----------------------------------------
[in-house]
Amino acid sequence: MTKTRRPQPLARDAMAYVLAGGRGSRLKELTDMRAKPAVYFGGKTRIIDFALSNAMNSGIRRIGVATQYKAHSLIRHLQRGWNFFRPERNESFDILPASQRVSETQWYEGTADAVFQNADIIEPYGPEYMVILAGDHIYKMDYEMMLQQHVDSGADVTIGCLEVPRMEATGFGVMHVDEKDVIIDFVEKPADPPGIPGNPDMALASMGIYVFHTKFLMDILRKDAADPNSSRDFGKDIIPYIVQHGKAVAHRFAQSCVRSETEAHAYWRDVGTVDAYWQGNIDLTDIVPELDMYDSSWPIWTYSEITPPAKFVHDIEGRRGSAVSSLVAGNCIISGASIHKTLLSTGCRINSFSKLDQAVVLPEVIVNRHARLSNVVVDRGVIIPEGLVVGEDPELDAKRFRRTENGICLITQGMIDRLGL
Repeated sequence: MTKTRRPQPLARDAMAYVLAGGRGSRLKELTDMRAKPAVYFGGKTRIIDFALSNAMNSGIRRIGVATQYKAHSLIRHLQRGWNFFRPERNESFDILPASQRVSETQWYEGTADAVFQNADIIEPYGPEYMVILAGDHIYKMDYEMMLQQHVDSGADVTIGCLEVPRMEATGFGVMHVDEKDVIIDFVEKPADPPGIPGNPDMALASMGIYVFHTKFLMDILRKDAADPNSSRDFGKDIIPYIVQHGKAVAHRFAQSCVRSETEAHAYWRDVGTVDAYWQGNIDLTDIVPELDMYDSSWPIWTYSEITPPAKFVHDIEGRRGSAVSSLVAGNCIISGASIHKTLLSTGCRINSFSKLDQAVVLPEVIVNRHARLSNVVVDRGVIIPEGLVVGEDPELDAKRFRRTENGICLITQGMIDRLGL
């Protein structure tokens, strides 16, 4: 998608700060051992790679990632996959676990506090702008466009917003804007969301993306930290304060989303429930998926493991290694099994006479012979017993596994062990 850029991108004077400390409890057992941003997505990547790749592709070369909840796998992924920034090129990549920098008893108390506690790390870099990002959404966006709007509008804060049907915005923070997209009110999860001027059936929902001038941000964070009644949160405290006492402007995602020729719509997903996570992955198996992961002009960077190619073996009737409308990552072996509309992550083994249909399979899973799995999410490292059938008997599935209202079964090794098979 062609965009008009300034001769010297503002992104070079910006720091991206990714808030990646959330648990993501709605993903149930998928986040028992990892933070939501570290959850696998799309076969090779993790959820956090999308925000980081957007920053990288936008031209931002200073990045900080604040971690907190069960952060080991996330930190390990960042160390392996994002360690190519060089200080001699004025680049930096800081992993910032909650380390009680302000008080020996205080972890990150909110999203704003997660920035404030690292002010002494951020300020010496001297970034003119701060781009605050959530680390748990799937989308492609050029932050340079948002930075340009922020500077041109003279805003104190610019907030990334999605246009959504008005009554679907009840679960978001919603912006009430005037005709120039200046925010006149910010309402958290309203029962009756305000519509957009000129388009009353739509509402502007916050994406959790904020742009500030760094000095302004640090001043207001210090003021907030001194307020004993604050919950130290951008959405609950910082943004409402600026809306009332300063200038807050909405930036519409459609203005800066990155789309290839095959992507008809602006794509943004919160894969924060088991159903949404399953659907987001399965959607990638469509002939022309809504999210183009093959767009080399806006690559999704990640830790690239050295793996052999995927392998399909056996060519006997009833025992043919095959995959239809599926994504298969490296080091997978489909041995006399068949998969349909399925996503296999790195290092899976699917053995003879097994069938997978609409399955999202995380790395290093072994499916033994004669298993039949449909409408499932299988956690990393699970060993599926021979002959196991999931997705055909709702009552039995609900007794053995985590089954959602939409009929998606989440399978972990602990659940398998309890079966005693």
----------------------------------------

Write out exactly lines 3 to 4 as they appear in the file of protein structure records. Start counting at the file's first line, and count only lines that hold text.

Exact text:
Repeated sequence: MTKTRRPQPLARDAMAYVLAGGRGSRLKELTDMRAKPAVYFGGKTRIIDFALSNAMNSGIRRIGVATQYKAHSLIRHLQRGWNFFRPERNESFDILPASQRVSETQWYEGTADAVFQNADIIEPYGPEYMVILAGDHIYKMDYEMMLQQHVDSGADVTIGCLEVPRMEATGFGVMHVDEKDVIIDFVEKPADPPGIPGNPDMALASMGIYVFHTKFLMDILRKDAADPNSSRDFGKDIIPYIVQHGKAVAHRFAQSCVRSETEAHAYWRDVGTVDAYWQGNIDLTDIVPELDMYDSSWPIWTYSEITPPAKFVHDIEGRRGSAVSSLVAGNCIISGASIHKTLLSTGCRINSFSKLDQAVVLPEVIVNRHARLSNVVVDRGVIIPEGLVVGEDPELDAKRFRRTENGICLITQGMIDRLGL
């Protein structure tokens, strides 16, 4: 998608700060051992790679990632996959676990506090702008466009917003804007969301993306930290304060989303429930998926493991290694099994006479012979017993596994062990 850029991108004077400390409890057992941003997505990547790749592709070369909840796998992924920034090129990549920098008893108390506690790390870099990002959404966006709007509008804060049907915005923070997209009110999860001027059936929902001038941000964070009644949160405290006492402007995602020729719509997903996570992955198996992961002009960077190619073996009737409308990552072996509309992550083994249909399979899973799995999410490292059938008997599935209202079964090794098979 062609965009008009300034001769010297503002992104070079910006720091991206990714808030990646959330648990993501709605993903149930998928986040028992990892933070939501570290959850696998799309076969090779993790959820956090999308925000980081957007920053990288936008031209931002200073990045900080604040971690907190069960952060080991996330930190390990960042160390392996994002360690190519060089200080001699004025680049930096800081992993910032909650380390009680302000008080020996205080972890990150909110999203704003997660920035404030690292002010002494951020300020010496001297970034003119701060781009605050959530680390748990799937989308492609050029932050340079948002930075340009922020500077041109003279805003104190610019907030990334999605246009959504008005009554679907009840679960978001919603912006009430005037005709120039200046925010006149910010309402958290309203029962009756305000519509957009000129388009009353739509509402502007916050994406959790904020742009500030760094000095302004640090001043207001210090003021907030001194307020004993604050919950130290951008959405609950910082943004409402600026809306009332300063200038807050909405930036519409459609203005800066990155789309290839095959992507008809602006794509943004919160894969924060088991159903949404399953659907987001399965959607990638469509002939022309809504999210183009093959767009080399806006690559999704990640830790690239050295793996052999995927392998399909056996060519006997009833025992043919095959995959239809599926994504298969490296080091997978489909041995006399068949998969349909399925996503296999790195290092899976699917053995003879097994069938997978609409399955999202995380790395290093072994499916033994004669298993039949449909409408499932299988956690990393699970060993599926021979002959196991999931997705055909709702009552039995609900007794053995985590089954959602939409009929998606989440399978972990602990659940398998309890079966005693």